Smeal and Scholar alumnus wins prize for best undergraduate finance research

Jeff Rice
November 12, 2019

UNIVERSITY PARK, Pa. — This April, Matthew Cherry attended the TMT Finance M&A Forum USA in New York, which brought together international telecom executives with investment banks, private equity investors and advisers. The primary theme was 5G technology and its potential effects on mergers and acquisitions.

“It was probably 70% of the conference,” Cherry said. 

Smeal College of Business and Schreyer Honors College alumnus Matthew Cherry

Smeal College of Business and Schreyer Honors College alumnus Matthew Cherry.

IMAGE: Photo provided

Cherry was very familiar with the topic. Only a few days before, the then-Penn State finance major and Schreyer Scholar had submitted his honors thesis, which offered a real-options approach to telecom investment decisions surrounding 5G.

Six months later, that research earned Cherry the Mark J. Bertus Prize for best paper/presentation at the Financial Management Association annual meeting in New Orleans, Louisiana, and will be published in the Journal of Undergraduate Research in Finance.

Cherry, who graduated with honors in finance from Penn State in May, examined the variety of new business models that could be brought about by the advent of 5G, which go well beyond just cellular phones, and whether telecom operators such as AT&T or Verizon would actually be able to generate returns above their cost of capital over the next decade as 5G networks are employed. His real-options framework and analysis would enable telecom operators to more accurately evaluate their investment decisions regarding 5G deployment and commercialization of new business models by accounting for the embedded optionality of their spectrum and infrastructure needs. 

“Basically, what it comes down to is 5G is super-disruptive for telecom companies and a bunch of other industries, too,” he said. “Think about industrial applications with IoT (Internet of Things) or consumer applications with Fixed Wireless Access. You need to have the type of latency and bandwidth that 5G allows. Because it’s so disruptive, I felt that traditional NPV (Net Present Value) financial analysis was too static and didn’t really incorporate all the flexibility that goes into this decision.”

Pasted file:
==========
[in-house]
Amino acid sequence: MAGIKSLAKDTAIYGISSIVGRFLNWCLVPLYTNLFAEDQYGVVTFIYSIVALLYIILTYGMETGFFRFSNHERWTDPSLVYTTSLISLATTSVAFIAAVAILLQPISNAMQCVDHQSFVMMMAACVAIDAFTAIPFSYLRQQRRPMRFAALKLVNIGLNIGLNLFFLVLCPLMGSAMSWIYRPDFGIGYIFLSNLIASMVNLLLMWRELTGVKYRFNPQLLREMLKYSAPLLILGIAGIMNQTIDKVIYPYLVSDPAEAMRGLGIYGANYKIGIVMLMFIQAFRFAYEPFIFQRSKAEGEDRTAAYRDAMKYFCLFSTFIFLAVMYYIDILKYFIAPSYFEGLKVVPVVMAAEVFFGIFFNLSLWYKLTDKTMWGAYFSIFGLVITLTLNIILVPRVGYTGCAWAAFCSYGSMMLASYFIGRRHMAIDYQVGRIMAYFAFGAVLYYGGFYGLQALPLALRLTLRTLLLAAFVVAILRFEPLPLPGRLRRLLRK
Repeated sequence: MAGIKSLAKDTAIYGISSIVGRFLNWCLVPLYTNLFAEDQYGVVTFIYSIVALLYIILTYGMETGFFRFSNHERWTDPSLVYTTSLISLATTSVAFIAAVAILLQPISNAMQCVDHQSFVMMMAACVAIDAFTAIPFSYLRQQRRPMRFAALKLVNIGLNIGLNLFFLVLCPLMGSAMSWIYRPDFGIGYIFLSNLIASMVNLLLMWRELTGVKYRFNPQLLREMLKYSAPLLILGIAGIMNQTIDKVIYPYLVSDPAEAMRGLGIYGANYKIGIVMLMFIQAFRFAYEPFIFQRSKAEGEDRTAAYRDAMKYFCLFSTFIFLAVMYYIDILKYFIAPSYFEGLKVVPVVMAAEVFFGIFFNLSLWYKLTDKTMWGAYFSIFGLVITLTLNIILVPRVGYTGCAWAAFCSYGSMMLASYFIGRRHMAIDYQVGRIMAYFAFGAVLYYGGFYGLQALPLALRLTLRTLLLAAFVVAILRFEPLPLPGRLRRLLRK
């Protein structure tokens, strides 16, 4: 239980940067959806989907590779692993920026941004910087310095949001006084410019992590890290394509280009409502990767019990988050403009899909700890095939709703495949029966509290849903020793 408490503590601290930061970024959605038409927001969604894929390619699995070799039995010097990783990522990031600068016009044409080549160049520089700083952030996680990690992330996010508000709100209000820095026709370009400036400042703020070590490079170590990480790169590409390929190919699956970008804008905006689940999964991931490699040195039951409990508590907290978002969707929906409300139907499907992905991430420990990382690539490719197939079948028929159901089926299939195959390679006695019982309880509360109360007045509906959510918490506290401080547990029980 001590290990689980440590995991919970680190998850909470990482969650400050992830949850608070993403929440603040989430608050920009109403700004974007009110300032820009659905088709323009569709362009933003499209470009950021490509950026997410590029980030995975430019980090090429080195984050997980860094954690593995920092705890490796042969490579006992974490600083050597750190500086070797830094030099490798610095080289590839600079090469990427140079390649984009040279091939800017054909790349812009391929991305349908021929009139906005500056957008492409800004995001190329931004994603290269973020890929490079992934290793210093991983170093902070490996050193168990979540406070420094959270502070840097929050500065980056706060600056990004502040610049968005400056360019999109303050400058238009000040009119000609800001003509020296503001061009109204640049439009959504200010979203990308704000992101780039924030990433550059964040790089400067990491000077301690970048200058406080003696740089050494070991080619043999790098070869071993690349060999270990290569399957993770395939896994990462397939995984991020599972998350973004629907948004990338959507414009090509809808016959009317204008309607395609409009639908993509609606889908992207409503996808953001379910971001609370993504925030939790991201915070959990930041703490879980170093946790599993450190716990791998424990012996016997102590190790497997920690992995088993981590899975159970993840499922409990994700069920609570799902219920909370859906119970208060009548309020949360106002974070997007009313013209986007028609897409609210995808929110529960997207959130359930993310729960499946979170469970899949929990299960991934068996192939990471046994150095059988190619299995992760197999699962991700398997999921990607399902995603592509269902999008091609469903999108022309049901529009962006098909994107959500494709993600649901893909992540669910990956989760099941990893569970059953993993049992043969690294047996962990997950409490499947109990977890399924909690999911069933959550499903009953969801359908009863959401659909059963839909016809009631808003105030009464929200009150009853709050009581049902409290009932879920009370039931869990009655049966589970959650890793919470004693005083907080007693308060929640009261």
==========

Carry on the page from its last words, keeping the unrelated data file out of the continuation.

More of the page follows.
Cherry, who credits Smeal associate clinical professors Christoph Hinkelmann and Brian Davis for their guidance and support of his work, said his favorite part of the research was learning more about the telecom industry. Going to the conference — with the help of funding from the Schreyer Honors College, the Smeal College of Business, and Smeal Finance Department — and seeing that his work had hit on a widely discussed financial topic, and the thesis experience itself, were highlights as well.

“I didn’t write the thesis to get it published,” said Cherry, who is now a business analyst for Deloitte Consulting. “I thought it was just a really valuable thought process to own that big of an analysis over that long of a time period. Coming up with a point of view and being able to defend it is a great skill and transferrable to the workforce in a lot of jobs.”

About the Schreyer Honors College

The Schreyer Honors College promotes academic excellence with integrity, the building of a global perspective, and creation of opportunities for leadership and civic engagement. Schreyer Honors Scholars total more than 2,000 students at University Park and 20 Commonwealth Campuses.

Last Updated November 12, 2019